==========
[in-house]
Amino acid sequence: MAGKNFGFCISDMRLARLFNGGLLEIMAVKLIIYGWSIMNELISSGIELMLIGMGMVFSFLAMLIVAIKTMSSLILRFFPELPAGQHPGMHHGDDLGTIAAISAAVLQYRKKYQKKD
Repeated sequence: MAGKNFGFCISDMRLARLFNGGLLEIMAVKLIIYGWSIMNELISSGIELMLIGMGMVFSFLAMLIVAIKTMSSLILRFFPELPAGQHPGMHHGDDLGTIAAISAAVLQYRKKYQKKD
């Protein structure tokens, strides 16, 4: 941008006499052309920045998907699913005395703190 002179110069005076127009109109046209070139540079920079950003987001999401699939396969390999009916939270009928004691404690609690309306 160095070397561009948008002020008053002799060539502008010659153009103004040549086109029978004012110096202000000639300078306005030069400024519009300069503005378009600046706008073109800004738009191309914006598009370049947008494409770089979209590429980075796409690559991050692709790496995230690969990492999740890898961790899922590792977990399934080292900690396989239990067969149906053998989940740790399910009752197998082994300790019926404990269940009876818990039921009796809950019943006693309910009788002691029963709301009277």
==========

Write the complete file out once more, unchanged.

[in-house]
Amino acid sequence: MAGKNFGFCISDMRLARLFNGGLLEIMAVKLIIYGWSIMNELISSGIELMLIGMGMVFSFLAMLIVAIKTMSSLILRFFPELPAGQHPGMHHGDDLGTIAAISAAVLQYRKKYQKKD
Repeated sequence: MAGKNFGFCISDMRLARLFNGGLLEIMAVKLIIYGWSIMNELISSGIELMLIGMGMVFSFLAMLIVAIKTMSSLILRFFPELPAGQHPGMHHGDDLGTIAAISAAVLQYRKKYQKKD
């Protein structure tokens, strides 16, 4: 941008006499052309920045998907699913005395703190 002179110069005076127009109109046209070139540079920079950003987001999401699939396969390999009916939270009928004691404690609690309306 160095070397561009948008002020008053002799060539502008010659153009103004040549086109029978004012110096202000000639300078306005030069400024519009300069503005378009600046706008073109800004738009191309914006598009370049947008494409770089979209590429980075796409690559991050692709790496995230690969990492999740890898961790899922590792977990399934080292900690396989239990067969149906053998989940740790399910009752197998082994300790019926404990269940009876818990039921009796809950019943006693309910009788002691029963709301009277």